Recently, India has enacted this Right To Education Law, one of whose provisions dictates that schools must reserve at least 25% of seats for kids from economically backward communities. This post will be tangential and will not be trying to examine the merits and demerits of the law.
So earlier this week, the Wall Street Journal published a long (and pretty good) analysis of the impact of the law (it was published in India in Mint). While I might discuss the rest of the article in another post, the paragraph that caught my eye was this one:
Sumit’s father and many of the poorer parents are troubled by the fact that their own limited literacy prevents them from helping. Some wealthy parents, meanwhile, chafe at the slowed pace of learning. They have suggested segregating the poor kids.
Made me wonder how much primary learning actually happens in school, and how much happens at home. Looking back at my own childhood, I learnt most of my “concepts” at home, and before any subject was taught in school I was well prepared for it. In fact, I would be so ahead of my class that I’d frequently get bored, and would think that my classmates were dumb because they weren’t able to keep pace with me.
My parents were no “tiger parents“. And I wasn’t a particularly industrious child. Of course, there would be times when my parents would make me recite tables of two-digit numbers as I traveled wedged between them on our Bajaj Priya, but never forced me to study (until maybe till there were a few months left for the IIT-JEE). And still, somehow, they managed to teach me everything at home. And that proved to be a massive advantage over kids that were encountering the concepts for the first time in school.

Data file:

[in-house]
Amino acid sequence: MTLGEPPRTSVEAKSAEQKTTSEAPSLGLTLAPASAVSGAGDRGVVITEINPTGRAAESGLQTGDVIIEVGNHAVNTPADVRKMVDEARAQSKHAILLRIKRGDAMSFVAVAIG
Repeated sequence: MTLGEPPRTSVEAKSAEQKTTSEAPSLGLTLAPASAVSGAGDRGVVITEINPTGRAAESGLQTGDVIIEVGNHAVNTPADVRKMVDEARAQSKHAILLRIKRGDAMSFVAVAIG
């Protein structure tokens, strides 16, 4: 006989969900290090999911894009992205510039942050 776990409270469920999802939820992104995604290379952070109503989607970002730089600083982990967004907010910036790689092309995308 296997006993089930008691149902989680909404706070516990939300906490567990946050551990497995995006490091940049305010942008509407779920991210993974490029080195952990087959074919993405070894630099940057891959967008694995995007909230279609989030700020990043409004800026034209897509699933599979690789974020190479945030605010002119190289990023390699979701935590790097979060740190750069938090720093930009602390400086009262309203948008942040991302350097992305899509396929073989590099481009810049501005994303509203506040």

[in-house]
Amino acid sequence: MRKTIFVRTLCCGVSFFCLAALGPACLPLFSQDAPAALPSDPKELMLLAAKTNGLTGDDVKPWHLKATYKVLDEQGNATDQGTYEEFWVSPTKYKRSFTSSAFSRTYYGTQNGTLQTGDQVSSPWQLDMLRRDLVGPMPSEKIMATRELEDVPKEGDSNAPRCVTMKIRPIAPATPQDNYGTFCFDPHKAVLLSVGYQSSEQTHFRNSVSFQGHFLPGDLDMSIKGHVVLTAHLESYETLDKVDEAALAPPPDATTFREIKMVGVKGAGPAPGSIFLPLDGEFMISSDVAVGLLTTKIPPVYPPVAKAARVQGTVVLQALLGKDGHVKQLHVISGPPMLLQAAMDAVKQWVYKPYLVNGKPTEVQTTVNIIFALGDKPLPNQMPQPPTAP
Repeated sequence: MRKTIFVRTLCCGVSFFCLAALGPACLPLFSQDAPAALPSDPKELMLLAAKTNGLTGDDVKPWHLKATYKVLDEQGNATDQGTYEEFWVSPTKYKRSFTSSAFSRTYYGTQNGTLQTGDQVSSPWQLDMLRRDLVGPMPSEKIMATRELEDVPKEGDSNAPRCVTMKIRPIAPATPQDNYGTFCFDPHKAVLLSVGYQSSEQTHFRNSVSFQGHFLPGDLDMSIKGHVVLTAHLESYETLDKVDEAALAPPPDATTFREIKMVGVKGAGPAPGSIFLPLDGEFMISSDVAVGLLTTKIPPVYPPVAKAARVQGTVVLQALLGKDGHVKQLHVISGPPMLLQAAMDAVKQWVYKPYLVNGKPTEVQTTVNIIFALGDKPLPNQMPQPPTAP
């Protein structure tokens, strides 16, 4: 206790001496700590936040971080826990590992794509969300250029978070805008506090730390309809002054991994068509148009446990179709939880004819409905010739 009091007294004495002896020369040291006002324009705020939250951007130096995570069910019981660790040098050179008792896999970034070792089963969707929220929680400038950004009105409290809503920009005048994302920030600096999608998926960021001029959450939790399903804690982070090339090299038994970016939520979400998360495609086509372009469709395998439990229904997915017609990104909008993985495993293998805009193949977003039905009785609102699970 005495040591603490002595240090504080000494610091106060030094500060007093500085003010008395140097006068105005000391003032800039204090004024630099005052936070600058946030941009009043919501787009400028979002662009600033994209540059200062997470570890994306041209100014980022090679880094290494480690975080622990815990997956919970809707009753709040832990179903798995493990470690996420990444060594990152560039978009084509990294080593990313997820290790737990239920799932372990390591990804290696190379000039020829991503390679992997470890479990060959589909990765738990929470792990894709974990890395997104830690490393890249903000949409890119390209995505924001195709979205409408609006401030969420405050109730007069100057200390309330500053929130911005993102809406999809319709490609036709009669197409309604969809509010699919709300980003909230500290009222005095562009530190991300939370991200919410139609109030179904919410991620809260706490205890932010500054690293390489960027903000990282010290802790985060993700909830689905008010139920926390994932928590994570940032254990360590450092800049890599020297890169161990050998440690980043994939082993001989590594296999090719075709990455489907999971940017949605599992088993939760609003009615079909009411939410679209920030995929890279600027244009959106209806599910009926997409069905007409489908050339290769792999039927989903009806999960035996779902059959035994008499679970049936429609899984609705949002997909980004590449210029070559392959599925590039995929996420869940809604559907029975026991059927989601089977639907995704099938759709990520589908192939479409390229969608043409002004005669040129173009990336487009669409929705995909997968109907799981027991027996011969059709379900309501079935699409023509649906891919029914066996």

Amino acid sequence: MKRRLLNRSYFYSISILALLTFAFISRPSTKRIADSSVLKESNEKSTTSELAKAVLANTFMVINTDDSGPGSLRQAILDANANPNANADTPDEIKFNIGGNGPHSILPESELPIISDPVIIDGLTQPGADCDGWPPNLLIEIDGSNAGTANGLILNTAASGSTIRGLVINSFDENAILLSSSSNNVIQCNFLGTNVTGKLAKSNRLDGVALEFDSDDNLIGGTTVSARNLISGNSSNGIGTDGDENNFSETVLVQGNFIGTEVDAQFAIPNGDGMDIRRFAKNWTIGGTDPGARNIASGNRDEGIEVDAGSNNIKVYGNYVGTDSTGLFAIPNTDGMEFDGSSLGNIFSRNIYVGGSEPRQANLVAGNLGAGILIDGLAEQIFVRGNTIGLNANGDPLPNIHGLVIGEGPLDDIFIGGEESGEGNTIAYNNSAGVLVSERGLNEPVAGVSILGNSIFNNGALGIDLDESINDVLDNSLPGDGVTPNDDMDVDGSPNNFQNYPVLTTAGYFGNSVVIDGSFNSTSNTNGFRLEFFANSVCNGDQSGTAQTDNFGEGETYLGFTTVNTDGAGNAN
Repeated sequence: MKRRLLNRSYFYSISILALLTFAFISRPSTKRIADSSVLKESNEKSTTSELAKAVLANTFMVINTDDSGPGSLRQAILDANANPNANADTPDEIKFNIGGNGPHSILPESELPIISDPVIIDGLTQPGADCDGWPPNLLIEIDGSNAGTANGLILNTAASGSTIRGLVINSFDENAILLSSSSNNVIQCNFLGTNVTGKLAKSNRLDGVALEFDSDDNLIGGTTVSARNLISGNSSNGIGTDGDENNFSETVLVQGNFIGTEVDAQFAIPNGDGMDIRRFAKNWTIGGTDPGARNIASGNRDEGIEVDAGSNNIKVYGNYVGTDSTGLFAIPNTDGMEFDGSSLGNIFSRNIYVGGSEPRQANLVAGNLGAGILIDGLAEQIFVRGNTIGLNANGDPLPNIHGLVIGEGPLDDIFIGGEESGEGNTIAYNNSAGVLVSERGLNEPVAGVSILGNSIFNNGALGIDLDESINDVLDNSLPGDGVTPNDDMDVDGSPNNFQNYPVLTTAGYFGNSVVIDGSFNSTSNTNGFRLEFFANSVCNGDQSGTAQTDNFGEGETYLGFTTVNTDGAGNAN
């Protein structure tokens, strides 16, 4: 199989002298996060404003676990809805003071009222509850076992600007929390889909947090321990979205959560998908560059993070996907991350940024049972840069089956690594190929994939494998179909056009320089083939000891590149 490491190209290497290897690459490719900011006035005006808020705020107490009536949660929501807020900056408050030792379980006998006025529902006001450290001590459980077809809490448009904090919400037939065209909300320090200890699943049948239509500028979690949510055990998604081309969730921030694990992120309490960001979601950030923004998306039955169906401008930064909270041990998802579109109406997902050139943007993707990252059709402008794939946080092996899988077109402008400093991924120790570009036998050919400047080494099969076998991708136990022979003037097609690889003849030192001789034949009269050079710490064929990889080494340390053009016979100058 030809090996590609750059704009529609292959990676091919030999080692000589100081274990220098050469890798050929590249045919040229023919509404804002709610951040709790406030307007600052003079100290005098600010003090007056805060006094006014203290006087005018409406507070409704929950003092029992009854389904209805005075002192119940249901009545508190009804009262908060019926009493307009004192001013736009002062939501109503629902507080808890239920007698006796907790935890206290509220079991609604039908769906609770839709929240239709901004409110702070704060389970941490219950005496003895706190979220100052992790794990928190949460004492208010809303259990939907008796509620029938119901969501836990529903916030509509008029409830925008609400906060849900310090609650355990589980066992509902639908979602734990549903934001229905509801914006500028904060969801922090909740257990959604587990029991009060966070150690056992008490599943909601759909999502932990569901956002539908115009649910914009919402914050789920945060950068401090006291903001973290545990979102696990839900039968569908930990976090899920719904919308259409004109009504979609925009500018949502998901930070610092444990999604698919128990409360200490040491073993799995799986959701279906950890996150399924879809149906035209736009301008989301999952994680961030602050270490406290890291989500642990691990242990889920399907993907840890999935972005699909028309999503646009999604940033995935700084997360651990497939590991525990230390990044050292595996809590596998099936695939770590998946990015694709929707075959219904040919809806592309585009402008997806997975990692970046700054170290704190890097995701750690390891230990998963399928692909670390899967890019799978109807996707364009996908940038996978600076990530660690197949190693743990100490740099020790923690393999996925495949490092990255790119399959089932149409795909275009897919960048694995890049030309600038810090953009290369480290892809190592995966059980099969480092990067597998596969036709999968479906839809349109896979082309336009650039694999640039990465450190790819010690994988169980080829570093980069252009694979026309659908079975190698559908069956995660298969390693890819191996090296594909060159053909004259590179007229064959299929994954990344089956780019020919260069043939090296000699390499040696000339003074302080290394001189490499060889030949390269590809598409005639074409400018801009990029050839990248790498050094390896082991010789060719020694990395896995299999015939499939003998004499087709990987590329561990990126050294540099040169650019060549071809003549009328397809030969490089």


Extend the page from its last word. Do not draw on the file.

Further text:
Of course, as I went to advanced classes, there was only so much they could teach me at home (since we were going beyond the basic fundamentals here, and there was only so much they could remember), but the head start that I got in primary school was, I think, really useful in my being a topper for most of my schooling, with there being a significant positive feedback.
So what do you think? How much do you think parents actually contribute to their kids’ learning in early age? Is there a positive correlation of kids doing well in school with whether their parents are well-informed, have time for kids and can teach well? If there does exist significant correlation, what are the policy implications of it? Does it defeat the purpose of reservations in school?